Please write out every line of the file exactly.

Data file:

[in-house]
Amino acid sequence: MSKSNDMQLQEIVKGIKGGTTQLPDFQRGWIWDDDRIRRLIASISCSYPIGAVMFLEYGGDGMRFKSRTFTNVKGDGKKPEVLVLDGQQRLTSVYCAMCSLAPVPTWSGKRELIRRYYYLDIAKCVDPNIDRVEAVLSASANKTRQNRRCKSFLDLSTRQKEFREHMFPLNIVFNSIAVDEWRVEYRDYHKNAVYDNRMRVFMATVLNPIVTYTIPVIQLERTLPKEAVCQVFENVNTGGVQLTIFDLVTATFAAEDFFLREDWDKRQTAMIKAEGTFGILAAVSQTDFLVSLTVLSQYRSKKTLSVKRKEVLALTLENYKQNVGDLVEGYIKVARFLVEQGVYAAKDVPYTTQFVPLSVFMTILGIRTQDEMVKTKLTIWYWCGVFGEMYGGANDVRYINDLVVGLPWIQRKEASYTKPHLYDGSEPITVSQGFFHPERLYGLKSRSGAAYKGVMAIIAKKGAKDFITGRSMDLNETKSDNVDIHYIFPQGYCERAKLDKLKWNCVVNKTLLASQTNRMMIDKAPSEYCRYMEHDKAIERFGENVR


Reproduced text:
[in-house]
Amino acid sequence: MSKSNDMQLQEIVKGIKGGTTQLPDFQRGWIWDDDRIRRLIASISCSYPIGAVMFLEYGGDGMRFKSRTFTNVKGDGKKPEVLVLDGQQRLTSVYCAMCSLAPVPTWSGKRELIRRYYYLDIAKCVDPNIDRVEAVLSASANKTRQNRRCKSFLDLSTRQKEFREHMFPLNIVFNSIAVDEWRVEYRDYHKNAVYDNRMRVFMATVLNPIVTYTIPVIQLERTLPKEAVCQVFENVNTGGVQLTIFDLVTATFAAEDFFLREDWDKRQTAMIKAEGTFGILAAVSQTDFLVSLTVLSQYRSKKTLSVKRKEVLALTLENYKQNVGDLVEGYIKVARFLVEQGVYAAKDVPYTTQFVPLSVFMTILGIRTQDEMVKTKLTIWYWCGVFGEMYGGANDVRYINDLVVGLPWIQRKEASYTKPHLYDGSEPITVSQGFFHPERLYGLKSRSGAAYKGVMAIIAKKGAKDFITGRSMDLNETKSDNVDIHYIFPQGYCERAKLDKLKWNCVVNKTLLASQTNRMMIDKAPSEYCRYMEHDKAIERFGENVR